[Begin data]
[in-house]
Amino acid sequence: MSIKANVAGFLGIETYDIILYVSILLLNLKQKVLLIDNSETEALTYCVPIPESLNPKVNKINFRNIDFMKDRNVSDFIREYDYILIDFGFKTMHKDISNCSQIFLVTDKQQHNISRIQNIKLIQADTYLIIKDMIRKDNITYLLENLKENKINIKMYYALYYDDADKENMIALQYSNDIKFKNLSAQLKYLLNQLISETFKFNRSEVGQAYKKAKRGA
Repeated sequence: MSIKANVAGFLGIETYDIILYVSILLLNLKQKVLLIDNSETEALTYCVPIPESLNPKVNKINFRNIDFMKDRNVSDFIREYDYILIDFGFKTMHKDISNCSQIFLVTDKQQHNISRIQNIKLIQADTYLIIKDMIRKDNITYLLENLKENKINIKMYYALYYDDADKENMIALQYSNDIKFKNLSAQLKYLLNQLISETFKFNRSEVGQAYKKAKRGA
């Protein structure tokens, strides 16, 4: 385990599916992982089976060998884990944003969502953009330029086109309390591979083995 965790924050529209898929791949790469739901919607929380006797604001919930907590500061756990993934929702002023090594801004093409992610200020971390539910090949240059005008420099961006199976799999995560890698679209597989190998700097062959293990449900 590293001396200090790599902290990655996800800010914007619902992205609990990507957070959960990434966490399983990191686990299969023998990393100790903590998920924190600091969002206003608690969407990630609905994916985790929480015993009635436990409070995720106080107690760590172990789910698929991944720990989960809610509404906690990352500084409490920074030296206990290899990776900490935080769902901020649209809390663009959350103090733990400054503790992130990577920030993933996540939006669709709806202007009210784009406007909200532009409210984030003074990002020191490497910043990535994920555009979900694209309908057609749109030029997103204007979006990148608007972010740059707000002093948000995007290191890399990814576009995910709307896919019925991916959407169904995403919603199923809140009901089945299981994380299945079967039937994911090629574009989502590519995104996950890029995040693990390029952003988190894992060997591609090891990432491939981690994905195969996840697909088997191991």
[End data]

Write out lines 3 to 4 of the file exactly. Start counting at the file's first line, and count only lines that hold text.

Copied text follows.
Repeated sequence: MSIKANVAGFLGIETYDIILYVSILLLNLKQKVLLIDNSETEALTYCVPIPESLNPKVNKINFRNIDFMKDRNVSDFIREYDYILIDFGFKTMHKDISNCSQIFLVTDKQQHNISRIQNIKLIQADTYLIIKDMIRKDNITYLLENLKENKINIKMYYALYYDDADKENMIALQYSNDIKFKNLSAQLKYLLNQLISETFKFNRSEVGQAYKKAKRGA
């Protein structure tokens, strides 16, 4: 385990599916992982089976060998884990944003969502953009330029086109309390591979083995 965790924050529209898929791949790469739901919607929380006797604001919930907590500061756990993934929702002023090594801004093409992610200020971390539910090949240059005008420099961006199976799999995560890698679209597989190998700097062959293990449900 590293001396200090790599902290990655996800800010914007619902992205609990990507957070959960990434966490399983990191686990299969023998990393100790903590998920924190600091969002206003608690969407990630609905994916985790929480015993009635436990409070995720106080107690760590172990789910698929991944720990989960809610509404906690990352500084409490920074030296206990290899990776900490935080769902901020649209809390663009959350103090733990400054503790992130990577920030993933996540939006669709709806202007009210784009406007909200532009409210984030003074990002020191490497910043990535994920555009979900694209309908057609749109030029997103204007979006990148608007972010740059707000002093948000995007290191890399990814576009995910709307896919019925991916959407169904995403919603199923809140009901089945299981994380299945079967039937994911090629574009989502590519995104996950890029995040693990390029952003988190894992060997591609090891990432491939981690994905195969996840697909088997191991």